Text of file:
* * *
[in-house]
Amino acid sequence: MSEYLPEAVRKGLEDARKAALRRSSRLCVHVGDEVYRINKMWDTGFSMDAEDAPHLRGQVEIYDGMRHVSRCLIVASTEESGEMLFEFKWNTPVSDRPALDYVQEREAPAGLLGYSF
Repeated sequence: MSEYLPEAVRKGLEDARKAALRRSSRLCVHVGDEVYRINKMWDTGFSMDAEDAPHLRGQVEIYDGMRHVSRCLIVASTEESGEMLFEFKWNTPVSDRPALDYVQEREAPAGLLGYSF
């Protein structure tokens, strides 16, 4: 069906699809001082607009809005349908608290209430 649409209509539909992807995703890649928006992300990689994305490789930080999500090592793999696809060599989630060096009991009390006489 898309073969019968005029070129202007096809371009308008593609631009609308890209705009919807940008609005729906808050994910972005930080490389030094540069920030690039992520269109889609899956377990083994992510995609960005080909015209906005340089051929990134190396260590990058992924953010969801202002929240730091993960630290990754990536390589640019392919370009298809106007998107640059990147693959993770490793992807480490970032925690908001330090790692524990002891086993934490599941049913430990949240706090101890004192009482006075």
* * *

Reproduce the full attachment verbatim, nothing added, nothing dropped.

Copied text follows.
[in-house]
Amino acid sequence: MSEYLPEAVRKGLEDARKAALRRSSRLCVHVGDEVYRINKMWDTGFSMDAEDAPHLRGQVEIYDGMRHVSRCLIVASTEESGEMLFEFKWNTPVSDRPALDYVQEREAPAGLLGYSF
Repeated sequence: MSEYLPEAVRKGLEDARKAALRRSSRLCVHVGDEVYRINKMWDTGFSMDAEDAPHLRGQVEIYDGMRHVSRCLIVASTEESGEMLFEFKWNTPVSDRPALDYVQEREAPAGLLGYSF
């Protein structure tokens, strides 16, 4: 069906699809001082607009809005349908608290209430 649409209509539909992807995703890649928006992300990689994305490789930080999500090592793999696809060599989630060096009991009390006489 898309073969019968005029070129202007096809371009308008593609631009609308890209705009919807940008609005729906808050994910972005930080490389030094540069920030690039992520269109889609899956377990083994992510995609960005080909015209906005340089051929990134190396260590990058992924953010969801202002929240730091993960630290990754990536390589640019392919370009298809106007998107640059990147693959993770490793992807480490970032925690908001330090790692524990002891086993934490599941049913430990949240706090101890004192009482006075």